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Thursday, December 30, 2010

Lake Sabrina to Moonlight Lake Backpack Trip

Here is another great Eastern Sierra backpack trip. This one starts at a large lake called Lake Sabrina at 9132 foot elevation. I like this trip because the starting point is so high that there is not very much climbing to get to the good stuff. This trip heads into a lake basin called The Sabrina Basin in the John Muir Wilderness of the Inyo National Forest in California.
When I did this trip it was years ago. So things may have changed a little. When I did this the trail head parking was near the end of Lake Sabrina Road at an intersection with a westbound road that leads to North Lake. You start the hike by walking south up the paved road for about a half mile where you will find a signed trailhead. The trail traverses along open exposed slopes on the east side of Lake Sabrina. Here is a picture of my three female companions and the view as you start out along this ridge. About 1.3 miles from the road there is a trail junction with an east bound trail that leads to George Lake up on Table Mountain. You continue right or south at this junction. You will soon pass the small outlet creek for George Lake and then the trail starts to climb some switch backs. After the switch backs you arrive at Blue Lake at around 10400 foot elevation. This lake is beautiful and if this were the only lake on the trip it would still be worth the short trip. There are great views south across the lake of some dramatic peaks along the Sierra Crest, with a prominent pointed bare spire in the foreground that is close to 12,500 feet tall and Thompson Ridge with Mount Thompson at over 13,400 foot height behind in the back ground. This lake is only a little over 2.5 miles from the road so many day hikers can make this their destination. The trail then crosses the outlet creek of Blue Lake and then heads along the west shore of the lake. After a short way you come to a trail junction. If you head straight it will take you to Donkey Lake and the Baboon Lakes, a worth while side trip if you have the time. I did this on the way back. This is what it looks like up there at one of the lakes. And there is a lot of great stuff to explore using these lakes as a base camp you could go up to Sunset Lake and get a view of the Thompsom Glacier. But our trip takes the right fork and heads west at this junction. After about a mile and a quarter from this trail junction you will get to the largest of the Emerald Lakes about four miles from the road. You pass this lake and continue southwest up over a small rise to Dingleberry Lake at about 10490 foot elevation. You pass this lake along it's east shore and continue up the drainage. Less than a half mile past Dingleberry Lake and about five miles from the road there is a trail junction. If you head south or take the right fork it will take you to beautiful and dramatic Midnight Lake. Midnight Lake is at close to 11,000 foot elevation and is in a bowl surrounded by steep rocky cliffs and ridges and dramatic peaks. I camped here and loved the beautiful play of light off the peaks. I believe that the tall peak reflected in this photo is Mount Darwin at 13,831 feet tall. If you take the left fork of the trail junction below Midnight Lake it takes you to Topsy Turvy Lake where there are some great campsites with fantastic views. If you continue on past Topsey Turvy Lake you will soon reach Hungry Packer Lake at 11,070 foot elevation about 6.3 miles from the road. This lake has a dramatic spire called Picture Peak rising up just south of it making for a beautiful scene. From here it is a short walk west over to Moonlight Lake were the views across the lake to the Jagged Sierra Crest are fantastic. These photos were taken at the outlet of Moonlight Lake and fit together as a panorama. The prominent Peak in the fore ground is Picture Peak with Mount Hackel in the right background and Mount Powell and the Clyde Spires to the Left. Here is a pieced together panorama of the view from this same location as is the one at the start of the post. From here you can continue up the valley to the source of the Middle Fork of Bishop Creek to Echo Lake. If you are really a veteran and experienced back country traveler you could cross the Sierra Crest via this trail less route over Echo Pass and end up in Kings Canyon National Park in the Evolution region. Me I just enjoyed the short walks between the fantastic lakes in this basin and then headed back the way I came. By the way all these lakes have abundant trout if that's your thing. Like all Eastern Sierra trips in wilderness areas permits are required, so plan in advance.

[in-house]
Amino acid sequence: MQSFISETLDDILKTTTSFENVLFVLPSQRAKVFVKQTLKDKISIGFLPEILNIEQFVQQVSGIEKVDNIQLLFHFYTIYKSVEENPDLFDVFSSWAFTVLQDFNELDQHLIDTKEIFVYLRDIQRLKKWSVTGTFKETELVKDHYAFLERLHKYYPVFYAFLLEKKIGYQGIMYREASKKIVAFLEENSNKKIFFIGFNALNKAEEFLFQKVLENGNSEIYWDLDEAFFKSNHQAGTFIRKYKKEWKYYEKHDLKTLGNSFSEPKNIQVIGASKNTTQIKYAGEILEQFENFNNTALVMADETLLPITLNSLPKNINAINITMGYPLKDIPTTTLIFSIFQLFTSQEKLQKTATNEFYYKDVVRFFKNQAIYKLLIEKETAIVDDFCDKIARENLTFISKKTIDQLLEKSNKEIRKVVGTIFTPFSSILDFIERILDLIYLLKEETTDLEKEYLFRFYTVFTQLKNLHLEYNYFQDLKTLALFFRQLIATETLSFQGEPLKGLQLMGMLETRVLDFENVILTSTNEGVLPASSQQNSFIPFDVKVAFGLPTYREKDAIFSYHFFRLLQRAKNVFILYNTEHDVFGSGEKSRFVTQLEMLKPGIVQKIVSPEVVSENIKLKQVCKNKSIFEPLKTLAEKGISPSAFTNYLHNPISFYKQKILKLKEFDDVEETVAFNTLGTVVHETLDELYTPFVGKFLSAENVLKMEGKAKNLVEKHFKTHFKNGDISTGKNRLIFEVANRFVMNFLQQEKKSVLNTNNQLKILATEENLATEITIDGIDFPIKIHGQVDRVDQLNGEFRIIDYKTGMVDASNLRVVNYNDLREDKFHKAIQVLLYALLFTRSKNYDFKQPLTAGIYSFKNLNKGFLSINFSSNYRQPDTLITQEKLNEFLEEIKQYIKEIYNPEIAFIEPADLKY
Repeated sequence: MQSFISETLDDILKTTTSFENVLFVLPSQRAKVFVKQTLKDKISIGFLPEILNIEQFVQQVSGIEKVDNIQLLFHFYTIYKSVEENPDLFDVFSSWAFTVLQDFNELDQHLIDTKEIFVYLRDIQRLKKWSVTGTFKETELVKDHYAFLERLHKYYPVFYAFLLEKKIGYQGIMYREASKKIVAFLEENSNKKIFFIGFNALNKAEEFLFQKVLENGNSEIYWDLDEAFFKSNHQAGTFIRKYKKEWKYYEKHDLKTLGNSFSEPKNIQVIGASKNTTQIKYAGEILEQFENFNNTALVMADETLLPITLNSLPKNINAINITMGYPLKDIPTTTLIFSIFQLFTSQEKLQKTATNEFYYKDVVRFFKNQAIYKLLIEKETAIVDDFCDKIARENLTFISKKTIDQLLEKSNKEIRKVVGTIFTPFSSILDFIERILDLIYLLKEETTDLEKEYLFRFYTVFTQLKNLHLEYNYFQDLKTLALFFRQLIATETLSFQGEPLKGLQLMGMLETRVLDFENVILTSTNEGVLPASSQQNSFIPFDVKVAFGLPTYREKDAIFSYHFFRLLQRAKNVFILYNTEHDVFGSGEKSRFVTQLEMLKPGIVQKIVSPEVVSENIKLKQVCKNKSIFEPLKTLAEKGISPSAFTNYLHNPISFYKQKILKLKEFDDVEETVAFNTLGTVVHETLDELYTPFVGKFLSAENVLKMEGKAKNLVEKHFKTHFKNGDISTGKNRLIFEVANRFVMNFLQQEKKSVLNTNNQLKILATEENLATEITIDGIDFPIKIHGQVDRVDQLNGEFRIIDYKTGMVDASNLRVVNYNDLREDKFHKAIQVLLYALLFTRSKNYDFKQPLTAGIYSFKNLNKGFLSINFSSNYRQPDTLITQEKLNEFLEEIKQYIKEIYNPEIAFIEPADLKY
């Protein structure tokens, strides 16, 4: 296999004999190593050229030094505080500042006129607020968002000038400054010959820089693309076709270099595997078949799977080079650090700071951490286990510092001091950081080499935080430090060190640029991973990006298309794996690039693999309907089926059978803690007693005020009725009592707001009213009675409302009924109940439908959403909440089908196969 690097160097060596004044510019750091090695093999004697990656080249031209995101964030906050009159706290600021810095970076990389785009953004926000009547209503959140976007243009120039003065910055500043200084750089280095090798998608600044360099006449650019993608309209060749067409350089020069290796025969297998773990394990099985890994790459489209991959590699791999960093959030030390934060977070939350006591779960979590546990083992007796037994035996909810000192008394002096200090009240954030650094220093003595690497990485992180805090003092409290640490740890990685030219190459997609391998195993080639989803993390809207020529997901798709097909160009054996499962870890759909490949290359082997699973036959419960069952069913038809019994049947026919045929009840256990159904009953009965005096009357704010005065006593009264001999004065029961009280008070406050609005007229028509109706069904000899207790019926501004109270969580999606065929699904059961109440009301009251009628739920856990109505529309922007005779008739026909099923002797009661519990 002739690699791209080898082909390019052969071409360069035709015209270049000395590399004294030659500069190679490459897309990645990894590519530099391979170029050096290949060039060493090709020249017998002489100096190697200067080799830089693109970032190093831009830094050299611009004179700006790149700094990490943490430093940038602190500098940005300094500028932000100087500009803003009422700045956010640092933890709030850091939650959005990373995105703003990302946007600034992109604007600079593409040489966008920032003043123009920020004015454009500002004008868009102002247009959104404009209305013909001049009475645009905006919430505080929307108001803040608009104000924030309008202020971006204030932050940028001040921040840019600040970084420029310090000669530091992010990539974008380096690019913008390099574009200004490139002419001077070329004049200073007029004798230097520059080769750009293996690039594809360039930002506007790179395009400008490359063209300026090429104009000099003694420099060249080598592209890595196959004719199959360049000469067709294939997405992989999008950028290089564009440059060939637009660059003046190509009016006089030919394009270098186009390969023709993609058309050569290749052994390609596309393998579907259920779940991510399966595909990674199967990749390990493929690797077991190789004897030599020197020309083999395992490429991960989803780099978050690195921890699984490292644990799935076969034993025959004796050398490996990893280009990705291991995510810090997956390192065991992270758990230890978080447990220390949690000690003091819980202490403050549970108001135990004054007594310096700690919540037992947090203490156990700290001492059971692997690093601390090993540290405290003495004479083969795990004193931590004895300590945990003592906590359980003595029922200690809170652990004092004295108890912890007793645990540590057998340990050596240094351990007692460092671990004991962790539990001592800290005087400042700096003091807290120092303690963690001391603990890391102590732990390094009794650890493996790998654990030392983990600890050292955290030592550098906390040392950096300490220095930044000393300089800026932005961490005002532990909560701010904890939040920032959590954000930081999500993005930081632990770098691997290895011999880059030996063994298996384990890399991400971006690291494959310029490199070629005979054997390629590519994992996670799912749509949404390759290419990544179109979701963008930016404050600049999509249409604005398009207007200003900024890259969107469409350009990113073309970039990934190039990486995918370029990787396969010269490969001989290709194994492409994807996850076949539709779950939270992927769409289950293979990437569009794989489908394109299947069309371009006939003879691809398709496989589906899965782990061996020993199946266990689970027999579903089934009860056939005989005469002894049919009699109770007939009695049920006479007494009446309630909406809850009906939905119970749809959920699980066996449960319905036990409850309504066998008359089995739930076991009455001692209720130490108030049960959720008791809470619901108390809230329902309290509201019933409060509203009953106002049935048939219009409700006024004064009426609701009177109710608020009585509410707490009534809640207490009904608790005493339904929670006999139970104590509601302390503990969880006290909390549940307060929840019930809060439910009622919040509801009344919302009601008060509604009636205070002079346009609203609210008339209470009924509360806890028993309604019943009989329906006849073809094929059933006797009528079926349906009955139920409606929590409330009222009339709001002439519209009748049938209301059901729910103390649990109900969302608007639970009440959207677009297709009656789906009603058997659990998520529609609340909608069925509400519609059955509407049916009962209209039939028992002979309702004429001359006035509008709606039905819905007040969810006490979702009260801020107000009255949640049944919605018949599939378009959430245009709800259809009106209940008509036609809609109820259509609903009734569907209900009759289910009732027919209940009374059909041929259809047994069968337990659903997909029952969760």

If you want a good map with picture interface this site is great and his photos are real fine http://doors.stanford.edu/~sr/sabrina-2006/map.html

1 comment:

  1. AZ
    Thank you for this! Just an exquisite trip to take in my mind today :} All the best to you and your family in the new Year.